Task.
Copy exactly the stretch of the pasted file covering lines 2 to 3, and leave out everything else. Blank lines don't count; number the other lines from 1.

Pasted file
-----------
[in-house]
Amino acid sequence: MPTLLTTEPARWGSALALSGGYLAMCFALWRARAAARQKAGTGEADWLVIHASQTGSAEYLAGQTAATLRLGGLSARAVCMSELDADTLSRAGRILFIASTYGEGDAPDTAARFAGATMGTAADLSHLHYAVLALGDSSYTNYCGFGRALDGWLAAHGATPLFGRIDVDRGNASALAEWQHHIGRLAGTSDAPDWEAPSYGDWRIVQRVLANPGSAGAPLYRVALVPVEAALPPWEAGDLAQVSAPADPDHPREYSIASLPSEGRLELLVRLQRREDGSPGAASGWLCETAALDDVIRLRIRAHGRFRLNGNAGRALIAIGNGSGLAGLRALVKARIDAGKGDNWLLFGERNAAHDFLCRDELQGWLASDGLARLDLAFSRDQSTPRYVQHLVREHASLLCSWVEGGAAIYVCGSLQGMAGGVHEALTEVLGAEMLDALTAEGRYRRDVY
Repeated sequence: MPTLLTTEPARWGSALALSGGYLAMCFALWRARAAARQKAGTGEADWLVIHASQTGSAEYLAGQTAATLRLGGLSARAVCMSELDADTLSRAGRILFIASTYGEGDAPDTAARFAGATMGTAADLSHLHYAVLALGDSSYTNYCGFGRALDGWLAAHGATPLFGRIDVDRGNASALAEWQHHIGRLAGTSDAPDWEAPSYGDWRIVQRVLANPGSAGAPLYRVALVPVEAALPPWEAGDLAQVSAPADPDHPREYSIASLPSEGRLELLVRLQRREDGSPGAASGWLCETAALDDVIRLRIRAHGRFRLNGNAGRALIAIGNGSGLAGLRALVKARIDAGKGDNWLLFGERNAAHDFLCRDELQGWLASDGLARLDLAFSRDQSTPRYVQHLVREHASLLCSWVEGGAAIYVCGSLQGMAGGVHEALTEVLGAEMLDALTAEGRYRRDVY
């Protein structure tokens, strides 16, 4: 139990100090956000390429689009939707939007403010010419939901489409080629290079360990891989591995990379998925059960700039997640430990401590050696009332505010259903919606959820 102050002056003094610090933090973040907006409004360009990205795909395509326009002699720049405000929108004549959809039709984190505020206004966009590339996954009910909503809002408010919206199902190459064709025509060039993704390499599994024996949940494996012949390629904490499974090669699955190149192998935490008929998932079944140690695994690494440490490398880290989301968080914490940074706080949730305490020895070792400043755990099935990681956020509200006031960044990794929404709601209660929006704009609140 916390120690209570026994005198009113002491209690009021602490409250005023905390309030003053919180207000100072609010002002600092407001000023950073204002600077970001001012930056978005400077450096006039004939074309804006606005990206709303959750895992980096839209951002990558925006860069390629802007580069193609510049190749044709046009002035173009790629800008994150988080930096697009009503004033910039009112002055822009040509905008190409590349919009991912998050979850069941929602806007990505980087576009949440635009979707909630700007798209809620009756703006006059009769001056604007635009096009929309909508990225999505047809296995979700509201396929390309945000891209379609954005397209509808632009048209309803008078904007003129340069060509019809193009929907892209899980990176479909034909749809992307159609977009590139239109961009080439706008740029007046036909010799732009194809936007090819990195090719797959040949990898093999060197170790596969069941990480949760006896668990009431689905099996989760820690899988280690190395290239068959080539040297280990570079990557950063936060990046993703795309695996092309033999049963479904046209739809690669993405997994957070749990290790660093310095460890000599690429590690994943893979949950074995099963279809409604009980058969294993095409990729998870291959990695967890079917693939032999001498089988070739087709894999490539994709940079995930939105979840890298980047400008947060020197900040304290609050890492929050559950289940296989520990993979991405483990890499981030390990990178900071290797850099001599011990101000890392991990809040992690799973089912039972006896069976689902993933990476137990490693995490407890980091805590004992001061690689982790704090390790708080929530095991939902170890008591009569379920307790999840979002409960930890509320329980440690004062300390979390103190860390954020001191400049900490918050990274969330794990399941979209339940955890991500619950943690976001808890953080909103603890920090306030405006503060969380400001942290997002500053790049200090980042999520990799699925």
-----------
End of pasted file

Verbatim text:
Amino acid sequence: MPTLLTTEPARWGSALALSGGYLAMCFALWRARAAARQKAGTGEADWLVIHASQTGSAEYLAGQTAATLRLGGLSARAVCMSELDADTLSRAGRILFIASTYGEGDAPDTAARFAGATMGTAADLSHLHYAVLALGDSSYTNYCGFGRALDGWLAAHGATPLFGRIDVDRGNASALAEWQHHIGRLAGTSDAPDWEAPSYGDWRIVQRVLANPGSAGAPLYRVALVPVEAALPPWEAGDLAQVSAPADPDHPREYSIASLPSEGRLELLVRLQRREDGSPGAASGWLCETAALDDVIRLRIRAHGRFRLNGNAGRALIAIGNGSGLAGLRALVKARIDAGKGDNWLLFGERNAAHDFLCRDELQGWLASDGLARLDLAFSRDQSTPRYVQHLVREHASLLCSWVEGGAAIYVCGSLQGMAGGVHEALTEVLGAEMLDALTAEGRYRRDVY
Repeated sequence: MPTLLTTEPARWGSALALSGGYLAMCFALWRARAAARQKAGTGEADWLVIHASQTGSAEYLAGQTAATLRLGGLSARAVCMSELDADTLSRAGRILFIASTYGEGDAPDTAARFAGATMGTAADLSHLHYAVLALGDSSYTNYCGFGRALDGWLAAHGATPLFGRIDVDRGNASALAEWQHHIGRLAGTSDAPDWEAPSYGDWRIVQRVLANPGSAGAPLYRVALVPVEAALPPWEAGDLAQVSAPADPDHPREYSIASLPSEGRLELLVRLQRREDGSPGAASGWLCETAALDDVIRLRIRAHGRFRLNGNAGRALIAIGNGSGLAGLRALVKARIDAGKGDNWLLFGERNAAHDFLCRDELQGWLASDGLARLDLAFSRDQSTPRYVQHLVREHASLLCSWVEGGAAIYVCGSLQGMAGGVHEALTEVLGAEMLDALTAEGRYRRDVY